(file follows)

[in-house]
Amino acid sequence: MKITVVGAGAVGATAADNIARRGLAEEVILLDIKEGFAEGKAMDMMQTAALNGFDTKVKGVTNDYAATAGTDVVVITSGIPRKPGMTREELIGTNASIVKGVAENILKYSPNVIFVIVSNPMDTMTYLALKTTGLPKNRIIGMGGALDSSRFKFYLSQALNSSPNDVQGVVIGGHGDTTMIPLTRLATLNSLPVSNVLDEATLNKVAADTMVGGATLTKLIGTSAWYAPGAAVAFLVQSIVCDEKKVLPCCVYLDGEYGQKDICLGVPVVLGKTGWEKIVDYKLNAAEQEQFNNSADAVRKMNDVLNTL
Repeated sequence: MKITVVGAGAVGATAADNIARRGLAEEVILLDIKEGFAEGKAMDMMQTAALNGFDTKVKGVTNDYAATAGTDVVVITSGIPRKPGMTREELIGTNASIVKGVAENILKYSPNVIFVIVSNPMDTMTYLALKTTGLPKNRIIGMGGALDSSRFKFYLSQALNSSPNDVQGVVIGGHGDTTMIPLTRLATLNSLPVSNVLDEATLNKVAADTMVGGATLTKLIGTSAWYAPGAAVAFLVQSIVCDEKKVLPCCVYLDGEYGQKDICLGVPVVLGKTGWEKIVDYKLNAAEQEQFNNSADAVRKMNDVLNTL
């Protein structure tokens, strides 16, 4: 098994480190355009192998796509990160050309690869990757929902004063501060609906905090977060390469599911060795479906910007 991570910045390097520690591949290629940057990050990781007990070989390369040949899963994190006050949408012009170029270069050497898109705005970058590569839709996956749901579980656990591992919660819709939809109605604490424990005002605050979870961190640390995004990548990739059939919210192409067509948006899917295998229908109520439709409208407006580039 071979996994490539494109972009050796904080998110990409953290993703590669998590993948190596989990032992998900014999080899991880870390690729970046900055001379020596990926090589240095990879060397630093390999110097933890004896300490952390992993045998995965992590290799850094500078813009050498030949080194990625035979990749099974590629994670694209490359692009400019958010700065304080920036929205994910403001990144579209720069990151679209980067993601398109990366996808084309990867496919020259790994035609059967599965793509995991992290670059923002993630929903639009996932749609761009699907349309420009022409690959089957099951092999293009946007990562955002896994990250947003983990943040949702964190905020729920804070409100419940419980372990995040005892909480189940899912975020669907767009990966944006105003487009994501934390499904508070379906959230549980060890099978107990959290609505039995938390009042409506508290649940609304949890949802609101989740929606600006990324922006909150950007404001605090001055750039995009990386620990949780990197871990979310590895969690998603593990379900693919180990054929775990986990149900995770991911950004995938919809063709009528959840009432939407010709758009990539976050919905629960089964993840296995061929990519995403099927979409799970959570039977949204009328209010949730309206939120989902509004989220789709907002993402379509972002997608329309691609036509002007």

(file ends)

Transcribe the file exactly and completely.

[in-house]
Amino acid sequence: MKITVVGAGAVGATAADNIARRGLAEEVILLDIKEGFAEGKAMDMMQTAALNGFDTKVKGVTNDYAATAGTDVVVITSGIPRKPGMTREELIGTNASIVKGVAENILKYSPNVIFVIVSNPMDTMTYLALKTTGLPKNRIIGMGGALDSSRFKFYLSQALNSSPNDVQGVVIGGHGDTTMIPLTRLATLNSLPVSNVLDEATLNKVAADTMVGGATLTKLIGTSAWYAPGAAVAFLVQSIVCDEKKVLPCCVYLDGEYGQKDICLGVPVVLGKTGWEKIVDYKLNAAEQEQFNNSADAVRKMNDVLNTL
Repeated sequence: MKITVVGAGAVGATAADNIARRGLAEEVILLDIKEGFAEGKAMDMMQTAALNGFDTKVKGVTNDYAATAGTDVVVITSGIPRKPGMTREELIGTNASIVKGVAENILKYSPNVIFVIVSNPMDTMTYLALKTTGLPKNRIIGMGGALDSSRFKFYLSQALNSSPNDVQGVVIGGHGDTTMIPLTRLATLNSLPVSNVLDEATLNKVAADTMVGGATLTKLIGTSAWYAPGAAVAFLVQSIVCDEKKVLPCCVYLDGEYGQKDICLGVPVVLGKTGWEKIVDYKLNAAEQEQFNNSADAVRKMNDVLNTL
């Protein structure tokens, strides 16, 4: 098994480190355009192998796509990160050309690869990757929902004063501060609906905090977060390469599911060795479906910007 991570910045390097520690591949290629940057990050990781007990070989390369040949899963994190006050949408012009170029270069050497898109705005970058590569839709996956749901579980656990591992919660819709939809109605604490424990005002605050979870961190640390995004990548990739059939919210192409067509948006899917295998229908109520439709409208407006580039 071979996994490539494109972009050796904080998110990409953290993703590669998590993948190596989990032992998900014999080899991880870390690729970046900055001379020596990926090589240095990879060397630093390999110097933890004896300490952390992993045998995965992590290799850094500078813009050498030949080194990625035979990749099974590629994670694209490359692009400019958010700065304080920036929205994910403001990144579209720069990151679209980067993601398109990366996808084309990867496919020259790994035609059967599965793509995991992290670059923002993630929903639009996932749609761009699907349309420009022409690959089957099951092999293009946007990562955002896994990250947003983990943040949702964190905020729920804070409100419940419980372990995040005892909480189940899912975020669907767009990966944006105003487009994501934390499904508070379906959230549980060890099978107990959290609505039995938390009042409506508290649940609304949890949802609101989740929606600006990324922006909150950007404001605090001055750039995009990386620990949780990197871990979310590895969690998603593990379900693919180990054929775990986990149900995770991911950004995938919809063709009528959840009432939407010709758009990539976050919905629960089964993840296995061929990519995403099927979409799970959570039977949204009328209010949730309206939120989902509004989220789709907002993402379509972002997608329309691609036509002007």